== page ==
When I first floated the idea of doing a blog about presents many of my friends agreed that it is imperative that we reduce gift giving. They’d all seen birthday parties where kids have been drowning in presents and felt a great sense of discomfort surrounding the unsustainable level of consumerism our birthday traditions have created. Christmas gift giving is no exception. Kids get presents not only from their mum and dad but often grandparents, aunts and uncles, neighbours and friends – they even get little presents from teachers at end of year preschool concerts etc. Adults also get a string of presents we don’t need. We often have a network of acquaintances (work colleagues etc) that we end up swapping gifts with because it is what we have always done. It is socially challenging to re-jig Christmas giving (it may be an agreement – “I won’t give you one if you won’t give me one” or showing you appreciate their presence in your life without presents) but they are conversations that need to be had.
Often the easiest place to start is in your own backyard. So, let’s start there. My extended family’s (my parents and my brothers and their children) Christmas gift giving tradition (since the current generation of kids arrived) has been that each child was bought a present by one of their Aunt and Uncles. We would rotate which nieces or nephews we bought for each year. It was a good tradition in that we did not buy presents for all our nieces and nephews, but the kids still had more than enough presents in what was given to them by their immediate families alone. Now they’re getting older (most of them are almost teenagers) it is also getting harder to buy for them. So, I felt that this year was the perfect time to suggest moving on to giving the gift of an experience rather than a “present”. I’ve suggested we pay for all the kids to go together (and some grown-ups) to an escape room. It is something I think they will all enjoy and also an opportunity to do something together as cousins. The cooperative nature of an escape room will hopefully also help strengthen their bonds as cousins.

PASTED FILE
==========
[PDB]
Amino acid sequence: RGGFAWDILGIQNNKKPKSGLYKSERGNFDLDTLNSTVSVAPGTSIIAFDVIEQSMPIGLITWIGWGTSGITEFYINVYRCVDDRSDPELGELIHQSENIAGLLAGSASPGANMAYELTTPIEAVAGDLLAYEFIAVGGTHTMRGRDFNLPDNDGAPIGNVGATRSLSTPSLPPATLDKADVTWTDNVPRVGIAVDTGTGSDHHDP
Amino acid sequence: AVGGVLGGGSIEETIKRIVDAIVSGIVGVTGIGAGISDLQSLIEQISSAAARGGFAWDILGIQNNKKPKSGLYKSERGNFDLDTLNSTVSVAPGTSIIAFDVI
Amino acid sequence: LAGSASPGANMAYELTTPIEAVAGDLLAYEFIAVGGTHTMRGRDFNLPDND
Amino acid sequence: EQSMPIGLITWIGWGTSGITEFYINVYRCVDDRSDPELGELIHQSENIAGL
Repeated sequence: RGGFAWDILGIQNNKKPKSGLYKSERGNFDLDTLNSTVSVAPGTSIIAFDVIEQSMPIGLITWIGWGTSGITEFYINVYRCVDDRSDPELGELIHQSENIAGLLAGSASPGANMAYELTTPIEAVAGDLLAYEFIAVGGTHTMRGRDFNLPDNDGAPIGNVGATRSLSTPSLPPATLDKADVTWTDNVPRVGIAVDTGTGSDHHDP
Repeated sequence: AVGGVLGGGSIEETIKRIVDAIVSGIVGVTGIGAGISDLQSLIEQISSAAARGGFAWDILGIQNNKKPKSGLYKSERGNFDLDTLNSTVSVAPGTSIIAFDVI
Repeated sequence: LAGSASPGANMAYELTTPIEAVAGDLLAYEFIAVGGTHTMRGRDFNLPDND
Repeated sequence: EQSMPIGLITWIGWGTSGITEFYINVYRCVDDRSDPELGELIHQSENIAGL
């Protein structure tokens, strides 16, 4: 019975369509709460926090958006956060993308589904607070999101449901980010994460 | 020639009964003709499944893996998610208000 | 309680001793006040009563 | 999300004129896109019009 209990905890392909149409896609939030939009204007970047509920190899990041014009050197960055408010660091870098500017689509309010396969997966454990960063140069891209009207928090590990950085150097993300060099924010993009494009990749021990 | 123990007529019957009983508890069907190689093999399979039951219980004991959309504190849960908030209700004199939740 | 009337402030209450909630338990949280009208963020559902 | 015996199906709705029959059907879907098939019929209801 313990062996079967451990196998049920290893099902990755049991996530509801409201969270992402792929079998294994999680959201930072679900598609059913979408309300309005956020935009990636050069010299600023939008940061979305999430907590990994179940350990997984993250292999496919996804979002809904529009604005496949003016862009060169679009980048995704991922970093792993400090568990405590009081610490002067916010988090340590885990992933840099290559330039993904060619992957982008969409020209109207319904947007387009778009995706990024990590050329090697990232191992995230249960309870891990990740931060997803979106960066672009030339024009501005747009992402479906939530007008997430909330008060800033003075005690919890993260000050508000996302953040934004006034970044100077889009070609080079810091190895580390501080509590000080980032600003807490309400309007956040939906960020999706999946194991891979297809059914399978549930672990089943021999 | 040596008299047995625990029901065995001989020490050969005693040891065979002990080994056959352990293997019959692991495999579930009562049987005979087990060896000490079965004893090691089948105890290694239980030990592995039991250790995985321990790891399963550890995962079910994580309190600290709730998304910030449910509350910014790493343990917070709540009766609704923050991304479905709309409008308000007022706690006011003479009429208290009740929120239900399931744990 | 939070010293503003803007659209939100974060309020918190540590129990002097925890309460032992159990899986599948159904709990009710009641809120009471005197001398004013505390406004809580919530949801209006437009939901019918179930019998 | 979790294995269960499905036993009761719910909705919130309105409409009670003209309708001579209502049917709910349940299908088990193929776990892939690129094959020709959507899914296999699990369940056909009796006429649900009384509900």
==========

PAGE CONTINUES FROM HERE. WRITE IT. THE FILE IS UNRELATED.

On the other side of our family we don’t buy presents for nieces and nephews (though their grandparents buy them some presents until they’re high school age) Instead of a Kris Kringle arrangement that we used to have, a few years ago we started a tradition of giving each family unit in the extended family (my partners parents and brother and sisters and their children and grandchildren) something that we had really enjoyed or benefited from during the year. The idea was to share something that has really made a difference to us with family. So, we would buy 5 of the same present and give one to each family. Over the years we have shared some great things – yoghurt makers (which I still use today), the essential components to a good milkshake (caramel syrup and malt), a hand-made outdoor game called Kubb (which the kids love to get out on a picnic), and an introductory box to ‘Who Gives a Crap’ (that we have since subscribed to) are some highlights. It has been wonderful to pass on some great discoveries to others and to learn about new things ourselves. But as the family has grown and the next generation are joining in it has expanded to buying 7 of the one gift which is becoming unsustainable. There is also the issue that sometimes the gift you buy won’t be needed or as appreciated by other families as you have found it. So, in future years we’re looking at an arrangement of perhaps just buying one of something we have really benefitted from during the year and putting them all in the middle and each family getting a turn to pick something from the middle. People still get to share the knowledge of the things they’ve benefitted a lot from but the other families can choose their best match for a present and our consumption is lowered to one gift per family, not seven.